10 Ways to Improve Your User Experience via Social Media

Written by Matt HammondJanuary 26, 2011

Social Media provides both consumers and marketers with an unprecedented ability to interact and form larger communities of discussion around specific industries and even specific products.  By properly embracing social media, companies can identify trends within these communities to improve the user experience of their customers and potential customers alike, resulting in increased sales and customer satisfaction.

Here are 10 things your company can do to improve your user experience by harnessing the power of social media:

1. Listen Before you Leap

Before you go out and start setting up Facebook and Twitter accounts to generate buzz, seek out the leading blogs and forums relevant to your industry and specifically read the comments sections within these resources.  You can learn more from comments made by the community than any specific blog posting itself.

Make a list of priorities expressed by your industry including priorities for decision making and the most pressing support issues being discussed by your target audience and design a Social CRM strategy to incorporate support for these topics. By understanding the specific priorities being discussed by key influencers and prospective clients in your industry, you can tailor marketing and support programs into your product offerings that will resonate with specific client sentiments used in making ultimate conversion decisions.

DO: Searches on Twitter and look into Facebook Groups to see what the online community is currently discussing.

DON’T: Jump into launching social media campaigns without first understanding the landscape of your industry in the world of social media.

2. Refine Marketing Messages to Meet Social Media Demand

Without having to re-engineer or modify your existing product offering, companies can dramatically improve the reception of their product offerings in the social media sphere simply by focusing your marketing messages to address the specific concerns and demands expressed by the social media community in your industry.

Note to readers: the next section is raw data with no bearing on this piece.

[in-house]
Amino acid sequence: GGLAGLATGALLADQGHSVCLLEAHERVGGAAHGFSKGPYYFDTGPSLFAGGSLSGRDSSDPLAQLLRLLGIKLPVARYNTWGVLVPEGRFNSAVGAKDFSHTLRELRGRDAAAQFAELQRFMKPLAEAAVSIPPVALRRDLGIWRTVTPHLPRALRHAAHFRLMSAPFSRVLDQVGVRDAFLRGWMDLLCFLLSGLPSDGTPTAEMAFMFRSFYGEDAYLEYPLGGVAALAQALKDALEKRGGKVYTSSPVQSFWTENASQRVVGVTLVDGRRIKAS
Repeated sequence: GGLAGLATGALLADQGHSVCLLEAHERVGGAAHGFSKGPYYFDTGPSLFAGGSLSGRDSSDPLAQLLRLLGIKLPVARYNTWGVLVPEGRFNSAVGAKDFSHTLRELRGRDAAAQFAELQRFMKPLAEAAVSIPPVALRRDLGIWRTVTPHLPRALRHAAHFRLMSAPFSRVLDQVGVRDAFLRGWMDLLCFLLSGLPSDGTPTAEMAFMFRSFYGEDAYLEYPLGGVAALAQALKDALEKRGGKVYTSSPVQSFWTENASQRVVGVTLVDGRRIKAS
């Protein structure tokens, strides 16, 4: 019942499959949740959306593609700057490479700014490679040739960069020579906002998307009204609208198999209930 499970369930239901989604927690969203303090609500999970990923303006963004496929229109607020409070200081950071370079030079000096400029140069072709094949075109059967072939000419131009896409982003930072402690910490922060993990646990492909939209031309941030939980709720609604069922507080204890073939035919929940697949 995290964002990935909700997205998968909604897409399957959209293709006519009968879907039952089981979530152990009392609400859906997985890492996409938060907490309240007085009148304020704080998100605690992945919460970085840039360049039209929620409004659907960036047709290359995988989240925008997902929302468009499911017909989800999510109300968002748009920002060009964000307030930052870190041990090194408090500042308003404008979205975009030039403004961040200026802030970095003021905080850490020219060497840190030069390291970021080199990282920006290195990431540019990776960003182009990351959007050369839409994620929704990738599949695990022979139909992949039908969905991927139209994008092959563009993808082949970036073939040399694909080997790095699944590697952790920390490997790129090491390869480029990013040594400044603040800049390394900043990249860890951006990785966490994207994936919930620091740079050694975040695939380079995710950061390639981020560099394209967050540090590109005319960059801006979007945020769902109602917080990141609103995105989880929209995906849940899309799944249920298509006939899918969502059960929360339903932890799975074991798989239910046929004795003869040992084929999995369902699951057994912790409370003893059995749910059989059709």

Before you start promoting your products through social media, create pre-written copy and sales materials that addresses the priority topics being discussed.  This will not only ensure your marketing messages are relevant to consumer interest, but will also give you a leg up in Search Engine Results (SERPs) for the hottest topics in your industry. 

DO: Use additional feedback mechanisms such as surveys and polls offered in Facebook, Twitter, and other social media resources to get feedback and direction in creating your own social media marketing messages.

DON’T: Assume you know what your market wants based simply on what’s currently selling: edging out competition in a globally competitive market requires the ability to predict what the market will want in future releases: let your target consumers show you the way.

3. Control What You Can, Be Responsive to What You Can’t

Once your product is injected into the public spotlight, the pros and cons of your offering will inevitably become an immediate topic of discussion on relevant blogs and forums – especially if you outright mention your products as part of the community dialogue.  But companies cannot simply seed these conversations and hope they blossom into fruitful gains in the corresponding sales channels.  How a company manages the responses to their messages within social media is an equally important aspect of how well their customers trust and feel connected to the brands they support.